Consumers are familiar with a simple question when making a transaction: cash or credit? For farmers and ranchers operating their business, there are different options on the table. One option, called like-kind exchanges, serves as a valuable tool for running an efficient, productive agricultural business.
IRC Section 1031 allows farmers and ranchers to defer taxes when they sell assets and purchase replacement property of a like-kind, whether that be land and buildings, equipment, or breeding and production livestock. Since 1921, these types of exchanges have played a critical role in helping family farmers and ranchers fend off encroachment from commercial and residential entities. However, as demand for agricultural real estate continues to increase, acquiring real estate to fulfill like-kind exchanges is becoming more difficult. IRC section 1031 g (1) could be improved by eliminating restrictive, draconian rules and allowing farm and ranch families more time to complete these transactions more efficiently.
The Bottom Line:
NCBA supports reforms to the current IRC section 1031 that would align generally with the following:
“A taxpayer selling farm, ranch, or other agricultural production property shall have 180 days (rather than the current 45 day limit) to identify a maximum of six replacement properties (rather than the current num-ber of three) regardless of value to be received in exchange as “like kind” after the date on which the taxpayer transfers the relinquished property in the exchange, and such property is received not more than 365 days (rather than the current 180 day limit) after the date on which the taxpayer transfers the property relinquished in the exchange, regardless of the taxable year in which the transfer of the relinquished property occurs.”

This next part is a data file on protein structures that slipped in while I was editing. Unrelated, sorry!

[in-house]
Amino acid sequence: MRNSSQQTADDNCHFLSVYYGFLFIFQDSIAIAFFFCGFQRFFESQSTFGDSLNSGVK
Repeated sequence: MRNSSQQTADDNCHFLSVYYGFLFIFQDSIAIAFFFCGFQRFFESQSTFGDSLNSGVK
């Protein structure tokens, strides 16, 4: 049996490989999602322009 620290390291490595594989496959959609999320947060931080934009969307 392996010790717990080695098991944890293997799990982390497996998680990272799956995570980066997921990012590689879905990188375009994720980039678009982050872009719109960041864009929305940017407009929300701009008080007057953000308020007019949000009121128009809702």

Example 1, Generational integration:
Rancher Bob wants to buy more land to integrate his Son Tim into the operation. Utilization of a 1031 exchange can preserve extra capital for land purchases by decreasing tax liability. Rancher Bob sells, through a qualified intermediary, Tract A to his Son Tim for $320,000.
- 80 acres cropland, plus house, barn, and machine shed.
- Originally purchased in 1979 for $100,000.
- Fair Market Value (FMV) is $320,000.
Rancher Bob purchases Tract B, using a qualified intermediary.
- 160 acres pasture.
- FMV is $320,000.
Rancher Bob’s basis in Tract B is now $100,000, transferred from Tract A.
Example 2, Urban Sprawl:
Farmer John owns Tract A near a city where it is becoming difficult and dangerous to maneuver equipment through suburban streets.
- 100 acres farmland.
- FMV of $2 million.
- Purchased in 1980 for $100,000.
Developer Dan owns Tract B outside the city sphere and would prefer to own land more readily available to build homes.
- 500 acres of farmland.
- FMV $2 million.
- Purchased in 1980 for $500,000.
Developer Dan and Farmer John use a 1031 like-kind exchange to trade properties, with each not realizing any gain and trading basis on the properties.
- Tract A is now owned by Developer Dan with a basis of $500,000.
- Tract B is now owned by Farmer John with a basis of $100,000.
- Farmer John continues to farm and the Developer Dan has a ready-to-build development location.
- Developer Dan has more money to invest in his development.
- Farmer John continues to grow his operation and generate additional income, rather than Farmer John simply cashing out and exiting the industry.